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ROAD TRANSPORT

REHABILITATION PLAN MINISTER EXPLAINS POLICY P.A. CHRISTCHURCH, this day. "I would point out that it is the view of the Government that the aim of the transport legislation, an efficient, economic and co-ordinated road transport industry, is best secured in goods services by controlled competition rather than by the creation of monopolies. This view is based upon experience in the administration of the transport legislation up to date," states the Minister of Transport, Mr. O'Brien, in a statement issued with the object of removing misunderstandings about the rehabilitation of the road transport industry.

The Minister, while stating that the policy will be followed out, has, as the outcome of discussions with the presidents of road transport organisations, amplified the announcement made by him on April 24. A copy of his statement was received here by the president of the New Zealand Motor Omnibus Proprietors' Association, Mr. L. K. Langesen. The Minister's statement, covering five main points, is as follows:—

" (1) The purpose of the 12 months' tenure of licenses is to enable surveys of the road transport industry to be made from time to time during the transition from war to peace. It is considered that this is the only satisfactory method of carrying out periodical surveys of the industry. In cases where a licensing authority is satisfied that the application refers to a service which is stable and shows little prospect of alteration, I agcee that it would be reasonable to adopt a three-year tenure, and have instructed the Commissioner of Transport to make representations before licensing authorities in open hearing accordingly, so that authorities ipay consider them judicially along with any other evidence that may be placed before them.

Purpose of liegislation

"(2) The main purpose of the transport licensing legislation is to provide a sound, efficient and economic transport organisation which is reasonably well co-ordinated with other forms of transport and provides satisfactory working conditions for those employed in the industry. If an operator can prove to the licensing authority that his service cpmplies with these requirements, and he is fully utilising the vehicle authorities covered by his license, he is entitled to the renewal of his license and the vehicle authorities, subject to the qualification below regarding wartime expansion. It is hoped, however, that licensed operators will co-operate with the Government and the request of licensing authorities in voluntarily making available any license or vehicle authority which they feel they could spare for the purpose of rehabilitating a former serviceman.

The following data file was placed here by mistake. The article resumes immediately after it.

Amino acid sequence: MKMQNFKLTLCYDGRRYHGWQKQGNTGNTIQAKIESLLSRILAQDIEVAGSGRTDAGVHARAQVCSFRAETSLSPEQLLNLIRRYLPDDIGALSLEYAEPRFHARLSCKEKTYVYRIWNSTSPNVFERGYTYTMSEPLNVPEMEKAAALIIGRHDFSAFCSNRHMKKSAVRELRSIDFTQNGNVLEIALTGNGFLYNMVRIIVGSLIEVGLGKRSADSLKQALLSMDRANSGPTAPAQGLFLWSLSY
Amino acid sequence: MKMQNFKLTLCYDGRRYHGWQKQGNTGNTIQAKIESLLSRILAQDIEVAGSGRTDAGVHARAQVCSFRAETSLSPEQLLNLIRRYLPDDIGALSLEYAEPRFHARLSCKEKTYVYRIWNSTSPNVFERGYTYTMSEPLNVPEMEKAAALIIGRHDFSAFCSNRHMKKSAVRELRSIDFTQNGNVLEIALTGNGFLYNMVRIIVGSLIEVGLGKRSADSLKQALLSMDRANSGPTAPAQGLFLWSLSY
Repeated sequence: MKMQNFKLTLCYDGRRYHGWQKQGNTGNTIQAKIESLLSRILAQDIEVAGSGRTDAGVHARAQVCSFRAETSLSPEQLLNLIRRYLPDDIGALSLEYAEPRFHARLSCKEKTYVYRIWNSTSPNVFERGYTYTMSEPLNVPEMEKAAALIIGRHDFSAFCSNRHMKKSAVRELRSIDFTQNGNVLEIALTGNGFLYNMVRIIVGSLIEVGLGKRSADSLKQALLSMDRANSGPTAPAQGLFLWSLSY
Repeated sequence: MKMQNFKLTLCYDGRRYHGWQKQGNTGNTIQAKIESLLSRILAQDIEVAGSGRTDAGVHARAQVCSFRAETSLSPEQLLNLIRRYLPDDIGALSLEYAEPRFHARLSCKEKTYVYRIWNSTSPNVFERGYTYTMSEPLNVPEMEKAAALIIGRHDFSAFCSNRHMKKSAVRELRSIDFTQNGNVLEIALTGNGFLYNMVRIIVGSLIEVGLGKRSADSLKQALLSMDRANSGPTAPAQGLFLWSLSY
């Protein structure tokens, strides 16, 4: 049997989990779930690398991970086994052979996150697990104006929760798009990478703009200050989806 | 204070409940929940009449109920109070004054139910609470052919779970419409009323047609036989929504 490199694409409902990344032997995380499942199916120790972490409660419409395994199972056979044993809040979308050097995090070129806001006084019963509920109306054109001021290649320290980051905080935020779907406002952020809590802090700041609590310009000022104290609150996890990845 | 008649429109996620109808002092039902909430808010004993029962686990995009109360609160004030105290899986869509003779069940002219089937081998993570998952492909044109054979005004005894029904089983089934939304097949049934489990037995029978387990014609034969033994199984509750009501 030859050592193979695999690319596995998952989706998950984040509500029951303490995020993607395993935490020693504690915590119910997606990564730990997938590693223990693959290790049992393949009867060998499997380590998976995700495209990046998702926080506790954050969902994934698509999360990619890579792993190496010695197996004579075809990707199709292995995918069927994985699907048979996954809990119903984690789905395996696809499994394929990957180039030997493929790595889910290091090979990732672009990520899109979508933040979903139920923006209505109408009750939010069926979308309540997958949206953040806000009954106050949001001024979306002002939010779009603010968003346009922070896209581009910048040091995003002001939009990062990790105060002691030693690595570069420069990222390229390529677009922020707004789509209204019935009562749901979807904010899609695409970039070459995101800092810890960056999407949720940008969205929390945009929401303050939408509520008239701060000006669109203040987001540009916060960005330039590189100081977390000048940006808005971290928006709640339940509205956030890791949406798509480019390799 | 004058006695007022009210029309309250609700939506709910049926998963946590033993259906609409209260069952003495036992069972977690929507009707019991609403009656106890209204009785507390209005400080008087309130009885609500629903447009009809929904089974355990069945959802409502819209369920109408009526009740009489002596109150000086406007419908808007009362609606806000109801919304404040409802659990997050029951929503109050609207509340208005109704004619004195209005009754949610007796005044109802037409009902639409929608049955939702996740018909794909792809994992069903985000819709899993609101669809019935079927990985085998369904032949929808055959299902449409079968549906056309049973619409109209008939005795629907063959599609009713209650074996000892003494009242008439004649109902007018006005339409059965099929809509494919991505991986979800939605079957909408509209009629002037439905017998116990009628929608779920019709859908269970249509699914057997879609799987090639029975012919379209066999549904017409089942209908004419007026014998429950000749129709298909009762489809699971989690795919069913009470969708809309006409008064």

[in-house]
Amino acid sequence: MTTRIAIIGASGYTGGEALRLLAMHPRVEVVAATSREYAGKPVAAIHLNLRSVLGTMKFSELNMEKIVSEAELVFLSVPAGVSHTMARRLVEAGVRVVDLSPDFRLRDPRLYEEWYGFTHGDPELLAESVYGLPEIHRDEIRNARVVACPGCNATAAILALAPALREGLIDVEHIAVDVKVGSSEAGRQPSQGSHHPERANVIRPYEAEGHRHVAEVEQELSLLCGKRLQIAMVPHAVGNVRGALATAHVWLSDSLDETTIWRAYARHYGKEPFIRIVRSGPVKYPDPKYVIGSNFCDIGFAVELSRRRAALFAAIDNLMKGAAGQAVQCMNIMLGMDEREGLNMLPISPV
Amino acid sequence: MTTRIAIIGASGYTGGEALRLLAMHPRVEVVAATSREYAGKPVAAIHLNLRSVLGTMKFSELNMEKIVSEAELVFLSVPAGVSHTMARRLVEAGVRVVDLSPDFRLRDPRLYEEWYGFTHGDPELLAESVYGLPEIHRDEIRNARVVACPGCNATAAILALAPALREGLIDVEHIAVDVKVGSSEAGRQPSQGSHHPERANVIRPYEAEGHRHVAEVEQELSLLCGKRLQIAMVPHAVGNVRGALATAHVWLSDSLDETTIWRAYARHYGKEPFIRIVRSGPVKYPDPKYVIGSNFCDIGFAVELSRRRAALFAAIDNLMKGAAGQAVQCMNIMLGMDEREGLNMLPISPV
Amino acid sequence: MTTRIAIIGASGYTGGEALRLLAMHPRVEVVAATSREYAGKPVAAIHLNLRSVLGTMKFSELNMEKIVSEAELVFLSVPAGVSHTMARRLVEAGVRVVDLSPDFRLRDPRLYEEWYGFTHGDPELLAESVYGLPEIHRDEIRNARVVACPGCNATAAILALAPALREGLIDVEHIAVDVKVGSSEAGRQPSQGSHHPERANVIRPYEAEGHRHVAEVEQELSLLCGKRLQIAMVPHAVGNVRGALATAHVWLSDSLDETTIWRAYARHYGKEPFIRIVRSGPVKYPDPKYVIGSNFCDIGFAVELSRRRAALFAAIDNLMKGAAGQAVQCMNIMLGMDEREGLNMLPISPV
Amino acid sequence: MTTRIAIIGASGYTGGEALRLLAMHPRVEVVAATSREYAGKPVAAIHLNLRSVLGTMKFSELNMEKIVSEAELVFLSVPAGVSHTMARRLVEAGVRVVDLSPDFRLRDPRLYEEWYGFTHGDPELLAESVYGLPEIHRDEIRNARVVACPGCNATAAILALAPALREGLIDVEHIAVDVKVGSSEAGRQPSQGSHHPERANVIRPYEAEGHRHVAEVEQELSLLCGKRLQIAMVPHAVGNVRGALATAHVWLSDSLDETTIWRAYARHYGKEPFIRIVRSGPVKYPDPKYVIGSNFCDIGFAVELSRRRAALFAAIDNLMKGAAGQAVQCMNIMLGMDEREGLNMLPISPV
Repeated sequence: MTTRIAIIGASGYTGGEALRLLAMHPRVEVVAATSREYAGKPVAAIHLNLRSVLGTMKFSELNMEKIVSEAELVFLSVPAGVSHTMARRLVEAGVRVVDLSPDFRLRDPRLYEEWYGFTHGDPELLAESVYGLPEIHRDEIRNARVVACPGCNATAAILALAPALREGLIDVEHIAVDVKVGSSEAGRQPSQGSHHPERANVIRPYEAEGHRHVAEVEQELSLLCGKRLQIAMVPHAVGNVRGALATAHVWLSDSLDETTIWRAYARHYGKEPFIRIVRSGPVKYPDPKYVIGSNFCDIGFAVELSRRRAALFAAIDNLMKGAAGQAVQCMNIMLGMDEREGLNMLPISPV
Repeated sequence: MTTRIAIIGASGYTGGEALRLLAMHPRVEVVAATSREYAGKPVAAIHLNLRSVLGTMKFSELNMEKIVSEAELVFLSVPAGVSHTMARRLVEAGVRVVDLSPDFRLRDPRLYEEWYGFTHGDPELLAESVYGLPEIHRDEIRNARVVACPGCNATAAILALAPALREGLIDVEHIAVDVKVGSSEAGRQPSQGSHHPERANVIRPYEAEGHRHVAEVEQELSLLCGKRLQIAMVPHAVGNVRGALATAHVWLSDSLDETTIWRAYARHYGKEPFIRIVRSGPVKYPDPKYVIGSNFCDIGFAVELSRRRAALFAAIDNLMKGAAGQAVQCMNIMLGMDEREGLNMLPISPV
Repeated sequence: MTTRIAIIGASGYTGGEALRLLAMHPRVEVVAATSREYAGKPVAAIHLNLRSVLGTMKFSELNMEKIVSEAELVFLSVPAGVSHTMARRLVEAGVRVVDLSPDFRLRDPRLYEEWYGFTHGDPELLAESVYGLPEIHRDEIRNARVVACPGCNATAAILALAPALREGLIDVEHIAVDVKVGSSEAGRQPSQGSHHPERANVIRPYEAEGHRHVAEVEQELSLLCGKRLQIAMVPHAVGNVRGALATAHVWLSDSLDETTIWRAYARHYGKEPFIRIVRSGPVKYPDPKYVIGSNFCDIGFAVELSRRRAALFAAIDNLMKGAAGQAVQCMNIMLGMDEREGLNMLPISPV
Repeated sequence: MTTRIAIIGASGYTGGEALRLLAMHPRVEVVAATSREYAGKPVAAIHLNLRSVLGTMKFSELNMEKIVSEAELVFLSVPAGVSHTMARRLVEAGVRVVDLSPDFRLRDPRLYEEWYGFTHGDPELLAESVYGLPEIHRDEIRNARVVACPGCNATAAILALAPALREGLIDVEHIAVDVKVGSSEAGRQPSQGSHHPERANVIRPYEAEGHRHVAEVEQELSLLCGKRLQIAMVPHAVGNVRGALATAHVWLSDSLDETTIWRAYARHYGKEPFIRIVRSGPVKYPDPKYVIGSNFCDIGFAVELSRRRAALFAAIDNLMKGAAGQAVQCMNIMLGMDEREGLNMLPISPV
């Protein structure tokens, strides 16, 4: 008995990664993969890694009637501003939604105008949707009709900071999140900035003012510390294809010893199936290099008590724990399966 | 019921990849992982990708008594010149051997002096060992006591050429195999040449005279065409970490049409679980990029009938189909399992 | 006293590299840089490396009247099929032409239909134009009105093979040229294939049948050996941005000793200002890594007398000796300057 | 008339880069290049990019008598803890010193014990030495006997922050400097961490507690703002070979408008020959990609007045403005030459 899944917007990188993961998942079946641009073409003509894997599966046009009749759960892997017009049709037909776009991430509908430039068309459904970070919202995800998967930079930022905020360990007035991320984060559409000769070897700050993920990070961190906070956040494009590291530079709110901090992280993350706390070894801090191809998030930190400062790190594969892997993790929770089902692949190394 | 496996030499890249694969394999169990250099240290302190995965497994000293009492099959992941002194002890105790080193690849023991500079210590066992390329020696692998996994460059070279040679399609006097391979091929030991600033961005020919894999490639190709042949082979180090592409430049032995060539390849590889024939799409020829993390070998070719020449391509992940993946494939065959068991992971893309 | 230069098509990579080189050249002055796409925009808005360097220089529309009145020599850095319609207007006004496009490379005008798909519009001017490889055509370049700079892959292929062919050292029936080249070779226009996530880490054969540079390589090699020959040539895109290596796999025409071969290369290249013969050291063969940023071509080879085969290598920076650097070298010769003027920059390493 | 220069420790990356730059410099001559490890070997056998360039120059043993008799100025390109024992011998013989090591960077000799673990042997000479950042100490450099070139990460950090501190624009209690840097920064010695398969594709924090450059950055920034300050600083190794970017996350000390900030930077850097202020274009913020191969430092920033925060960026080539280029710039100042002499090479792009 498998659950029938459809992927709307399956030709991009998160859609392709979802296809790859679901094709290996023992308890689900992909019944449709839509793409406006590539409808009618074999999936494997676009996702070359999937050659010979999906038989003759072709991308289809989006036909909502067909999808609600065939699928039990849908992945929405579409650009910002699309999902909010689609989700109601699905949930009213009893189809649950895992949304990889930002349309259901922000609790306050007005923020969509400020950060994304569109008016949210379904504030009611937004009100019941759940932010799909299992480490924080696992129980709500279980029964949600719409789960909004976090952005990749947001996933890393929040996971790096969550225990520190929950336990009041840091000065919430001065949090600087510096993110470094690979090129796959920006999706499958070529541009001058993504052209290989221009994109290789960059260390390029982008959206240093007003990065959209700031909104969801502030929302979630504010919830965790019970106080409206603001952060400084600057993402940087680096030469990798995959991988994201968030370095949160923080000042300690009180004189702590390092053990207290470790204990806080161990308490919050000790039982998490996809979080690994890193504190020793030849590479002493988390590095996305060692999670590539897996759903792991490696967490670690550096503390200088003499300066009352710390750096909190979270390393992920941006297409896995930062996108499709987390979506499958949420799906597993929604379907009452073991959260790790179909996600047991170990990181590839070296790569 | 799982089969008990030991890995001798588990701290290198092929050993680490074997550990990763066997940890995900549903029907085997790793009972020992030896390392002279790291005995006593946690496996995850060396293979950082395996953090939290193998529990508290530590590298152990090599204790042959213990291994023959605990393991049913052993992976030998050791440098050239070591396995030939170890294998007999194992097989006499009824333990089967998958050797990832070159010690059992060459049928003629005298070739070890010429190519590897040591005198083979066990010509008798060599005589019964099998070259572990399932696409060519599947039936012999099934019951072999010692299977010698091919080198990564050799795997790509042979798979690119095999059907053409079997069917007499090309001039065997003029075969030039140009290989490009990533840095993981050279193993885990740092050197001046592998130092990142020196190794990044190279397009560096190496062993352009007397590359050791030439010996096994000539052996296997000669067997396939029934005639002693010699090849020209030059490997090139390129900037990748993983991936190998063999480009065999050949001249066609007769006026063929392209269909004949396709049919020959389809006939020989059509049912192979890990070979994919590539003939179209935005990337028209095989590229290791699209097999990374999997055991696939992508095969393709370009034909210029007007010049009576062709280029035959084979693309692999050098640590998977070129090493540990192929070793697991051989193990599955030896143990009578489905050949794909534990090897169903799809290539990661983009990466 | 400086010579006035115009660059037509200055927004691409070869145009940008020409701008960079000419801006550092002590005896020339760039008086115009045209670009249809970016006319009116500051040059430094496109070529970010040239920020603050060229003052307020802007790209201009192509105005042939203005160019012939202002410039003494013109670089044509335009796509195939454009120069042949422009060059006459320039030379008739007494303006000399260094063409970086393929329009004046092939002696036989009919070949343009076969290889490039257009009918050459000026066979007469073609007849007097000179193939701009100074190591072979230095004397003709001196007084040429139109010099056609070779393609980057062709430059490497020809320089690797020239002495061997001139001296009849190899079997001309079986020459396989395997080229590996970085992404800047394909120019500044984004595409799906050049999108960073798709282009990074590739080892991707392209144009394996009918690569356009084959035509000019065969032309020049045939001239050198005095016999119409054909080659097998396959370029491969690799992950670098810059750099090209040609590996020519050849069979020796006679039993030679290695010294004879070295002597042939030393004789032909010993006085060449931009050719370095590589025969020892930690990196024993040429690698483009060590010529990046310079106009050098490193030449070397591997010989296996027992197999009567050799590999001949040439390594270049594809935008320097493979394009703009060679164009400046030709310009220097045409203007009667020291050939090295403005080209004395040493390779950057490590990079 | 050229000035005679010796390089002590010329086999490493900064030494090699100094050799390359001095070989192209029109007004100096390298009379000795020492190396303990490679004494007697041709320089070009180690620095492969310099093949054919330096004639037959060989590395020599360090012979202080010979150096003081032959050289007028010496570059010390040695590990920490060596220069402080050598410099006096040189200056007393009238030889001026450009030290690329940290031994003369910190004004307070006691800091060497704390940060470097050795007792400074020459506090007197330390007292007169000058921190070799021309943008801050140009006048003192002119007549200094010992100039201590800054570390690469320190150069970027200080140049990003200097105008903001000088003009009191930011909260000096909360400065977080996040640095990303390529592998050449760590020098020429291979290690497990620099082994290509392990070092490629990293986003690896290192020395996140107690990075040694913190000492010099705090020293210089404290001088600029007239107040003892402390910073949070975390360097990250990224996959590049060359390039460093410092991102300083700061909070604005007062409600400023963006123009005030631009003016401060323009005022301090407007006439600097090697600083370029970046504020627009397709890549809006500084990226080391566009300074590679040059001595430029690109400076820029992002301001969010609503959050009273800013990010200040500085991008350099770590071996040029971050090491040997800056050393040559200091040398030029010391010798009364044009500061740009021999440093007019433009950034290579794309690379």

"(3) The Transport Department will make representations before licensing authorities in open hearing for the transfer of licenses or vehicle authorities on a compulsory basis to former servicemen only where, they come within the following classifications:— (a) That the operator is not conducting his business efficiently or is not making reasonably full use of his vehicle authorities, and (b) that the operator's business has been built up to its present volume not by his own efficiency and ability, but by accretions due to war conditions and the lack of competition owing to other operators being on military service.

Position of Railways "(4) Applications for renewal of licenses held by the Railway Department will be considered by licensing authorities under the same conditions as those held by private operators. Where the Railway Department can prove to the licensing authority that it is running an efficient service it will be entitled to a renewal of the license concerned in the same way as any efficient private operator would be. No representations, however, will be made regarding licenses, in respect of long-dis-tance road services paralleling railways which were purchased by the Railway Department in fulfilment of the long-distance single-ownership policy.

"(5) The reference in my previous statement that, where services are operated by private enterprise, the service to the public is improved, where there is some measure of competition," has been taken in some quarters to mean the death knell of what are known as 'merger' companies. This was not intended. Any merger company that can prove to the licensing authority that it is carrying on an efficient service in accordance with the provisions of the legislation is entitled in the same way as any other efficient operator to renewal of its license."

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Permanent link to this item

https://paperspast.natlib.govt.nz/newspapers/AS19450718.2.114

Bibliographic details

ROAD TRANSPORT, Auckland Star, Volume LXXVI, Issue 168, 18 July 1945

Word Count
706

ROAD TRANSPORT Auckland Star, Volume LXXVI, Issue 168, 18 July 1945

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